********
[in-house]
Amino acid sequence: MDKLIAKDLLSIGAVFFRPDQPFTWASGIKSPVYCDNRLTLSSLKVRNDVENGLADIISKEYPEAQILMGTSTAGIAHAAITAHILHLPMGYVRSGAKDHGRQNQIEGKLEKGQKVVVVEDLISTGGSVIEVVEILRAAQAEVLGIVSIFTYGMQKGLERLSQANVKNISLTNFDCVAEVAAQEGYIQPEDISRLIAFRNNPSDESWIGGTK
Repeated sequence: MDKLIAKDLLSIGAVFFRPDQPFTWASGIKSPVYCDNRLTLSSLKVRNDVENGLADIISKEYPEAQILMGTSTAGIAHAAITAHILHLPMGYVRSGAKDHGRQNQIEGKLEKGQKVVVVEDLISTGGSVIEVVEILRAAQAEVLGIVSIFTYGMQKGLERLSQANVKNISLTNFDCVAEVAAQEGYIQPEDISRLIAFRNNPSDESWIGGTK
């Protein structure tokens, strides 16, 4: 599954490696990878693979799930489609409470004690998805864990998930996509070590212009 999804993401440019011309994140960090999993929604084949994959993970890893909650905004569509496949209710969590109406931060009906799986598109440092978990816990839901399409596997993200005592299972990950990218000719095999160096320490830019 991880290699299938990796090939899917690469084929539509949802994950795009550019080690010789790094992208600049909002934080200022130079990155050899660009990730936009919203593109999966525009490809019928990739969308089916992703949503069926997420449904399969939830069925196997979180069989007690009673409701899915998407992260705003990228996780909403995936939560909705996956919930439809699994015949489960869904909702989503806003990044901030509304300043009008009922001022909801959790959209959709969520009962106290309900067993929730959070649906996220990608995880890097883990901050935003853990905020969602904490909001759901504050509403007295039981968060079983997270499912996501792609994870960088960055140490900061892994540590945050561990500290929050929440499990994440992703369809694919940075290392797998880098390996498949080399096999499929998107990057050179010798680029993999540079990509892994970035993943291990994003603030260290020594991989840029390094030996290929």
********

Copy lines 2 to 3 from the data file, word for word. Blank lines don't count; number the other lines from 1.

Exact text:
Amino acid sequence: MDKLIAKDLLSIGAVFFRPDQPFTWASGIKSPVYCDNRLTLSSLKVRNDVENGLADIISKEYPEAQILMGTSTAGIAHAAITAHILHLPMGYVRSGAKDHGRQNQIEGKLEKGQKVVVVEDLISTGGSVIEVVEILRAAQAEVLGIVSIFTYGMQKGLERLSQANVKNISLTNFDCVAEVAAQEGYIQPEDISRLIAFRNNPSDESWIGGTK
Repeated sequence: MDKLIAKDLLSIGAVFFRPDQPFTWASGIKSPVYCDNRLTLSSLKVRNDVENGLADIISKEYPEAQILMGTSTAGIAHAAITAHILHLPMGYVRSGAKDHGRQNQIEGKLEKGQKVVVVEDLISTGGSVIEVVEILRAAQAEVLGIVSIFTYGMQKGLERLSQANVKNISLTNFDCVAEVAAQEGYIQPEDISRLIAFRNNPSDESWIGGTK